I love Christmas. I love the music, movies, and manger scenes. These things help us experience the story of Jesus’ birth. These are the artifacts that inform our minds about what happened that first Christmas. But have you ever asked if they accurately portray the truth? It turns out that some of the details of the Christmas story that we’ve all come to cherish find their origin in cultural myth rather than biblical truth. Here are three examples of common misconceptions about Jesus’ birth.
Myth #1: There Was No Room in the Inn for Joseph and Mary
The modern picture of the nativity drama has Joseph and Mary (who is practically in labor) turned away by a heartless innkeeper. The Bible never mentions an innkeeper, though, and it’s possible there wasn’t an inn at all.
I know what you’re thinking: How can that be, when Luke 2:7 clearly says, “There was no room for them in the inn”? In a recent article, New Testament scholar Stephen Carlson explains that the Greek word for “inn” in that passage is “katalyma.” He convincingly argues that better translations would be “place to stay,” “guest room,” or “upper room.”
Joseph and Mary weren’t strangers in a strange land. They were in Joseph’s ancestral home, where he would have had friends and family who would have cared for them. Plus, Luke 2:6 says, “While they were there, the days were completed for her to give birth.” Mary and Joseph were in Bethlehem for some time before Mary gave birth.
The picture of a desperate Joseph and Mary being denied lodging isn’t the picture Luke paints. Luke’s not saying there was no room in the inn. He’s saying there was no room for baby Jesus in either a guest room (which would have been incredibly small) or the upper room of the house where Mary and Joseph were already staying. This mistranslation leads to another misunderstanding and our second misconception.
Myth #2: Jesus Was Born in a Stable
Every Christmas, we unbox our nativity set: Mary, Joseph, baby Jesus, the shepherd, wise men, and of course, the stable, where all these figurines are assembled. We place it in a prominent place for everyone to see. It’s beautiful. There’s a problem, though: Jesus wasn’t born in a stable.
The text never mentions a stable at all, only a manger. This detail gives us an idea of where Mary, Joseph, and Jesus were staying, though. First-century houses in that part of the world had two levels. The upper was where the family lived, and the lower was where the animals were kept during the night for protection and warmth in the winter months.
There was no room in the “upper room,” so Mary gave birth in the lower. Jesus was born in the lower level of the house and then placed in a manger or feeding trough. Why a feeding trough? Practically, they make good cradles.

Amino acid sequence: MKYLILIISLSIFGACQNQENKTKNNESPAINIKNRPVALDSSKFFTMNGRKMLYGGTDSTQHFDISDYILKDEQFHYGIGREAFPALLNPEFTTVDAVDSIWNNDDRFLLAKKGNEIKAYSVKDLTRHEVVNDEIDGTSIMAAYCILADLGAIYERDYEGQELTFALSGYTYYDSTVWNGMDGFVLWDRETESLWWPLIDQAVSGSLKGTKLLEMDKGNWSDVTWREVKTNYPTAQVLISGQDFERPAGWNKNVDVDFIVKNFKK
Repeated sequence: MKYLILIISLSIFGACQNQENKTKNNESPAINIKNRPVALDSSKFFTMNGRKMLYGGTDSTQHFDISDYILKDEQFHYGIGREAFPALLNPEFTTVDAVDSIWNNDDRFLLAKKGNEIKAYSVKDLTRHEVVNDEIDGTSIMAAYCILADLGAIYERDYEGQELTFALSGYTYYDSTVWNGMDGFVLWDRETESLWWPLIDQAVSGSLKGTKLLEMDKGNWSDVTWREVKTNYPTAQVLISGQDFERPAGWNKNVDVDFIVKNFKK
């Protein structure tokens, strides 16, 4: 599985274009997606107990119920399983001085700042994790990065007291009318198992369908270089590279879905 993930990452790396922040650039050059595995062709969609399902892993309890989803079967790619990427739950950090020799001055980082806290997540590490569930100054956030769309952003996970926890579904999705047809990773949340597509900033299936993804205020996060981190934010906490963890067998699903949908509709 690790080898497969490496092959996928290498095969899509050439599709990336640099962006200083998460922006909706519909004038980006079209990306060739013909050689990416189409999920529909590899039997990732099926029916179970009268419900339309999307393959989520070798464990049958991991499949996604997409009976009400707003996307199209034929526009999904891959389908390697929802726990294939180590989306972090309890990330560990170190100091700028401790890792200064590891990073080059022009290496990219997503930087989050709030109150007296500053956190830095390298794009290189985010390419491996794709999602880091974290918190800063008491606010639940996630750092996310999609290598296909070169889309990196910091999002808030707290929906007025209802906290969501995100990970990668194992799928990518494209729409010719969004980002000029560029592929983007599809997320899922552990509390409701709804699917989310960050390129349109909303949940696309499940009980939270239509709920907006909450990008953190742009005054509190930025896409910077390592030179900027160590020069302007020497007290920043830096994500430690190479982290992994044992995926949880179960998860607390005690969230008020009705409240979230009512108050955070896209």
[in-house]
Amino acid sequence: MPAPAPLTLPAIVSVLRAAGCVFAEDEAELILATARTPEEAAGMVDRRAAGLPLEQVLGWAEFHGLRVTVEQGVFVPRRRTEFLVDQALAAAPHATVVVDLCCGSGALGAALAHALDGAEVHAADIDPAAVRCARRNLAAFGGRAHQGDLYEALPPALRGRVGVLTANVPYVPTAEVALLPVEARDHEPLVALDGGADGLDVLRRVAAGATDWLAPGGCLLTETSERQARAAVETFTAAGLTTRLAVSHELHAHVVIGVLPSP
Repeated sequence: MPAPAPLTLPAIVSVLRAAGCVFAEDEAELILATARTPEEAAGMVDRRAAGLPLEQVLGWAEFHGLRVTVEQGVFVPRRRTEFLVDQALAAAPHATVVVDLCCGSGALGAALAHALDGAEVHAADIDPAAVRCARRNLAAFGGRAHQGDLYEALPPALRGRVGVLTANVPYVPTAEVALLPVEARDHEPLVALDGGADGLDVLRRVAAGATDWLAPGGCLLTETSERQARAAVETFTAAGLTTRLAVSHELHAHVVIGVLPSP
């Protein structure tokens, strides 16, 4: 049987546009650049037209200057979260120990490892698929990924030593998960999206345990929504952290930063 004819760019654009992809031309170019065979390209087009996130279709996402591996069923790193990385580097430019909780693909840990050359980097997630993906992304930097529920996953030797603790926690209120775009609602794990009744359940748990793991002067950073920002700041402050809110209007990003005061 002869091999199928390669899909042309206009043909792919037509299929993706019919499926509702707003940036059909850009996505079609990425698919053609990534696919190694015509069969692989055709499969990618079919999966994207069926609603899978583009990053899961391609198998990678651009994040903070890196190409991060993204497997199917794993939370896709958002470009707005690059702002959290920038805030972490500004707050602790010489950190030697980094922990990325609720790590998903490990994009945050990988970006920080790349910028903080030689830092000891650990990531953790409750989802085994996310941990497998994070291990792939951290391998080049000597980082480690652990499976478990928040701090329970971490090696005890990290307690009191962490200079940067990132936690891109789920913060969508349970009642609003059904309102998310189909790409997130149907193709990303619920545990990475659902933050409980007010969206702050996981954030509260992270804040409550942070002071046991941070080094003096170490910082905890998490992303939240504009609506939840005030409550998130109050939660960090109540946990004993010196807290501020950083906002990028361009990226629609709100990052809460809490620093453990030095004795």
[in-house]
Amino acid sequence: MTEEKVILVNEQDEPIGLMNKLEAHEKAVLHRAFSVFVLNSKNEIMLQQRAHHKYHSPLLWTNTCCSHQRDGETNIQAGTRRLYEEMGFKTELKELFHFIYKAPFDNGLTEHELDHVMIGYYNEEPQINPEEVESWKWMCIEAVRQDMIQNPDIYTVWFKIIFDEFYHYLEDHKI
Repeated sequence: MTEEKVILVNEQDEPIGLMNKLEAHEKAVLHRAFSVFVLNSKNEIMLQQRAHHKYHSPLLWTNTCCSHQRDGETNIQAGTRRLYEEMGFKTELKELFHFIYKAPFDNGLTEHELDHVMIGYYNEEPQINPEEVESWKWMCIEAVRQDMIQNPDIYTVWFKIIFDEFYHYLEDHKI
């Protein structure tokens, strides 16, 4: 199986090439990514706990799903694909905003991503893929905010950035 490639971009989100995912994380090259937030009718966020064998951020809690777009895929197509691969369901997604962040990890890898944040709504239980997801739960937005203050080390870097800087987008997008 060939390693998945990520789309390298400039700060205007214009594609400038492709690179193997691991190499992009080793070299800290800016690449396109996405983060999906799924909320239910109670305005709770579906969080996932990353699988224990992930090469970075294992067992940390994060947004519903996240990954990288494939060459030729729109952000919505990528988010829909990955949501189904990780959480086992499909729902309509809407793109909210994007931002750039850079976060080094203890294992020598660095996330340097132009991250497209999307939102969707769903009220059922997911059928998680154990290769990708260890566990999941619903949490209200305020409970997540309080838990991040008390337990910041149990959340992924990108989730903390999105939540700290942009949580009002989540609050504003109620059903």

Do you see how the first misconception led to the second? There’s another issue with our modern nativity scenes. Let’s talk about the magi and our final misconception.
Myth #3: Three Magi Were Present at the Birth of Jesus
First, we don’t know there were three. The number of magi is never mentioned in the biblical accounts. Matthew simply says, “Now after Jesus was born in Bethlehem of Judea in the days of Herod the king, magi from the east arrived in Jerusalem” (Matt. 2:1). The idea of three magi probably comes from Matthew mentioning three gifts: gold, frankincense, and myrrh (Matt. 2:11). The number of magi isn’t the only issue. There’s more.
The magi were not present at the birth of Jesus. Matthew 2:1 is clear on this: “Now after Jesus was born in Bethlehem…magi from the east arrived in Jerusalem.” Also, in that same passage, Matthew uses the word “paidion” to describe Jesus. Paidion is translated “child” but references an infant or toddler, not a newborn. The magi came after Jesus was born.
These three misconceptions remind us that our understanding of the biblical narrative is sometimes shaped more by popular retellings than by the Scriptures themselves. But when we take a closer look at the true story of Christmas, a wonderful, more informed picture of what happened 2,000 years ago comes to light.
The Real Christmas Story
Looking at that first Christmas as it really happened, we see that Jesus was born into humble beginnings—not in a stable, but a home. The first people to worship him were not rich and powerful magi from afar, but family, friends, and shepherds.
This Christmas, I’m thankful that the King of kings came obscurely, miraculously, and mysteriously. A virgin birth. A perfect life. A rugged cross. A bodily resurrection. A heavenly ascension. This is not a fanciful story. This is the way the world really is, and this is what Christmas is all about.